A recent study about online shopping from Big Commerce asked about what factors influence shoppers to buy online. Not surprisingly, the first one is price (87%). After price, the other 6 factors influencing purchase decisions are related to different aspects of the service or the product/brand: shipping cost (87%), product variety (71%), discount offers (71%), trustworthy reviews (68%), return policy (68%), and brand reputation (67%).
Once these key aspects of the service are considered, the user experience kicks in. Over 6 out of 10 (64%) shoppers mentioned “Simple site navigation” as a factor influencing their decision to buy. If you want people to buy, you have to make it easy for them to find what they are looking for. There is nothing new about that.
How do you know your website navigation is optimal? Web-analytics can give you clues that something is wrong by looking at the paths shoppers take to finalize a transaction, and where they are falling off, but that doesn’t necessarily tell you how to fix any problems you may find.
To understand why shoppers are abandoning the transaction and find a solution for that, you need to do usability testing, you need to observe and talk to shoppers/users as they navigate the site.
Website navigation combines several elements on the interface for the ultimate goal of helping users to find information and functionality that will allow them to take desired actions.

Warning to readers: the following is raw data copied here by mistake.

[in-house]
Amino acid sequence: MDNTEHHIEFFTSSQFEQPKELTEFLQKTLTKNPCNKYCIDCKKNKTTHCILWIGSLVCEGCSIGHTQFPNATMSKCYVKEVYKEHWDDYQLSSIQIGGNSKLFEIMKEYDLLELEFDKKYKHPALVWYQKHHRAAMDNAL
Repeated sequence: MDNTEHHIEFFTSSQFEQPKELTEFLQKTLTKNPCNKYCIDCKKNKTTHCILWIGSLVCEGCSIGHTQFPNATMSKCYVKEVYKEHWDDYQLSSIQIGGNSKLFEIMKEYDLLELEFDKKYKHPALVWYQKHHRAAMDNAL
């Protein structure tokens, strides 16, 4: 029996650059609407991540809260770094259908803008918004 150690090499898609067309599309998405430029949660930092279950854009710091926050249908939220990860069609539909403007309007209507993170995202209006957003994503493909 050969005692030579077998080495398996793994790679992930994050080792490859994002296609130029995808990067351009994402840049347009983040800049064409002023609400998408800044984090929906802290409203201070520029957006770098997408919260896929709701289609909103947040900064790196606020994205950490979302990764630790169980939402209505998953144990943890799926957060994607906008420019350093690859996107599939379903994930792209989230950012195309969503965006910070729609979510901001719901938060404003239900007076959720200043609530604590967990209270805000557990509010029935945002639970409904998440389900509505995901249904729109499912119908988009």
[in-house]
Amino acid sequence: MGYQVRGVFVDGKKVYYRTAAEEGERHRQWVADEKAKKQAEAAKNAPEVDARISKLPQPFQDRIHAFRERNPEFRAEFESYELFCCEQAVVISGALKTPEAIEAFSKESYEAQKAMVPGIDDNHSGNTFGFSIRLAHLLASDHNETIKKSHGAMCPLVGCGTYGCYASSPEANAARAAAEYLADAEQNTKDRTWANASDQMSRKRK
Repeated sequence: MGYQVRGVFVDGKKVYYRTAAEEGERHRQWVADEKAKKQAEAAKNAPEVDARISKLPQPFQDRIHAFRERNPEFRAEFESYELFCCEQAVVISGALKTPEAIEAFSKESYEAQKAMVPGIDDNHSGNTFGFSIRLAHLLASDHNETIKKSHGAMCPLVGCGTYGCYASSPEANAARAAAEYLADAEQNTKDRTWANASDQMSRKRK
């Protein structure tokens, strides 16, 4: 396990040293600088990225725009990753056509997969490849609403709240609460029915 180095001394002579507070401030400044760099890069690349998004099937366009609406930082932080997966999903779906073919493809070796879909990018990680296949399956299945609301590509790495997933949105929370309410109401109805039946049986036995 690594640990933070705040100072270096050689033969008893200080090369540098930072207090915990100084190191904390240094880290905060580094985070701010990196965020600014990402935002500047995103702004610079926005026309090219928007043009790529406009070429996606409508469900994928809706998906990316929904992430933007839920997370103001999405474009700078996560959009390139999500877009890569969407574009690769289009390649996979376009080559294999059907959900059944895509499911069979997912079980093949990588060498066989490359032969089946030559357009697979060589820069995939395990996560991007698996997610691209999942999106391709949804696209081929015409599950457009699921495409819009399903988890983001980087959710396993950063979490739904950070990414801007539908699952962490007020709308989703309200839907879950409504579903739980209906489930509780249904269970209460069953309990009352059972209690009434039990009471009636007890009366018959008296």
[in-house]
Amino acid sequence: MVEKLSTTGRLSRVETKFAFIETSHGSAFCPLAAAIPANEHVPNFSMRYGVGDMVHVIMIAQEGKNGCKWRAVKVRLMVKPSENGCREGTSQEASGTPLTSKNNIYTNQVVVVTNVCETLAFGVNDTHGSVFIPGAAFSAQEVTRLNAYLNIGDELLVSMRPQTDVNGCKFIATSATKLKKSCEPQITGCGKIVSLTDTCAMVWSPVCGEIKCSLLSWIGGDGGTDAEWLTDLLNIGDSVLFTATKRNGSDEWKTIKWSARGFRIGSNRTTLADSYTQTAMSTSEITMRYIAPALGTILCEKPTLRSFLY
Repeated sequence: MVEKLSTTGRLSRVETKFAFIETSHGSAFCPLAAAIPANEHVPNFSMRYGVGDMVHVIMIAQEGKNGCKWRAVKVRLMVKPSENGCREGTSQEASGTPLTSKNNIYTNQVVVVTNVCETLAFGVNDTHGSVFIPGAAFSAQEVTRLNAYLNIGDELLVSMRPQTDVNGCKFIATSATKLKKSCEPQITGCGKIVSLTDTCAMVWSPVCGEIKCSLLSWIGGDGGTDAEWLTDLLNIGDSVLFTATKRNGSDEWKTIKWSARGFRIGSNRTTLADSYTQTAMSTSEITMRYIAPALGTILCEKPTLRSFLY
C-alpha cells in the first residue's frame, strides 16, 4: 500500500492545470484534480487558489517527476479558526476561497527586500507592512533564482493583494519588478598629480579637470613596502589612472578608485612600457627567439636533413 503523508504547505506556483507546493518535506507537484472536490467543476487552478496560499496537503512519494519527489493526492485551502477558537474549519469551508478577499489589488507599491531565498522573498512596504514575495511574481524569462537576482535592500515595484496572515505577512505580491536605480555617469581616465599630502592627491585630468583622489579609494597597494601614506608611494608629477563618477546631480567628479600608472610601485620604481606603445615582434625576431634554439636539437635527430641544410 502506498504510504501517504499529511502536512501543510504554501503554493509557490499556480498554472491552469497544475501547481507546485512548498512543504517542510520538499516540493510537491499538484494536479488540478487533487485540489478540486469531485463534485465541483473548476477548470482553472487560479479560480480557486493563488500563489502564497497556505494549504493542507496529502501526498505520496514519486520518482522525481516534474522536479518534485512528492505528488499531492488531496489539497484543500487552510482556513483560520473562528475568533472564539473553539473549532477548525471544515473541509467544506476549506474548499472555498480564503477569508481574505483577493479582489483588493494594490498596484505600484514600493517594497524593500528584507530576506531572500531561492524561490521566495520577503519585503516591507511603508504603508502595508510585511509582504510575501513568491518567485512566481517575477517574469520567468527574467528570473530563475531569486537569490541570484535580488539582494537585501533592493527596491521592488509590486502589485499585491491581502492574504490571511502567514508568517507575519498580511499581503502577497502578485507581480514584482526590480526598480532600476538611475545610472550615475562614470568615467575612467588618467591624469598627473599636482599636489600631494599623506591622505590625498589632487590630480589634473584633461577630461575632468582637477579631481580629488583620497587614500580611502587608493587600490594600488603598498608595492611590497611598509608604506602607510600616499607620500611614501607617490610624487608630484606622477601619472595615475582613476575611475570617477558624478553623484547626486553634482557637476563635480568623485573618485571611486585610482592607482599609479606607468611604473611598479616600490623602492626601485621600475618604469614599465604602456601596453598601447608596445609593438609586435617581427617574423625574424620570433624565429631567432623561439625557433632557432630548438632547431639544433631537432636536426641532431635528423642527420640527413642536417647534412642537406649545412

Here are 10 usability elements to consider when you are testing navigation:
1. Navigation design pattern: Does the navigation design (tabs, megamenus, accordions, carousels, etc.) help users to find and discover what they need?
2. Mental models: Does the navigation match users’ expectations of how the site should work?
3. Meaning of icons and labels: Are the symbols and terminology used easily understood or do they need translation?
4. Information relevancy: How relevant for the transaction is the information shown? Is there any visual clutter preventing users from focusing on what’s important in the path they need to follow?
5. Cognitive strain: How much reading, remembering, and decision making is required along the path to achieve the users’ goal?
6. Menu visibility: Is the menu for key activities hidden? Does opening a menu require motor skill effort?
7. Menu options: Are the menu options offering choices that guide users as quickly as possible to their expected destination? Are there too many or too few options? Are they readable?
8. Link redundancy: Are there too many options to get to a certain part of the website? Do they confuse users not knowing where to start?
9. Navigation steps: How many steps/pages do users have to go through to arrive at their final destination? Are there any steps preventing users to continue? Can they be eliminated?
10. Search function & filters: Should there be a search function on the site? Are users able to find what they are looking for using a search function? What filters would help users to find what they are looking for?
Website navigation is essential to the user experience. Do not ignore it. Strive to make it better with the help of usability testing. The learnings and improvements you could make will pay many times over what you invest in testing.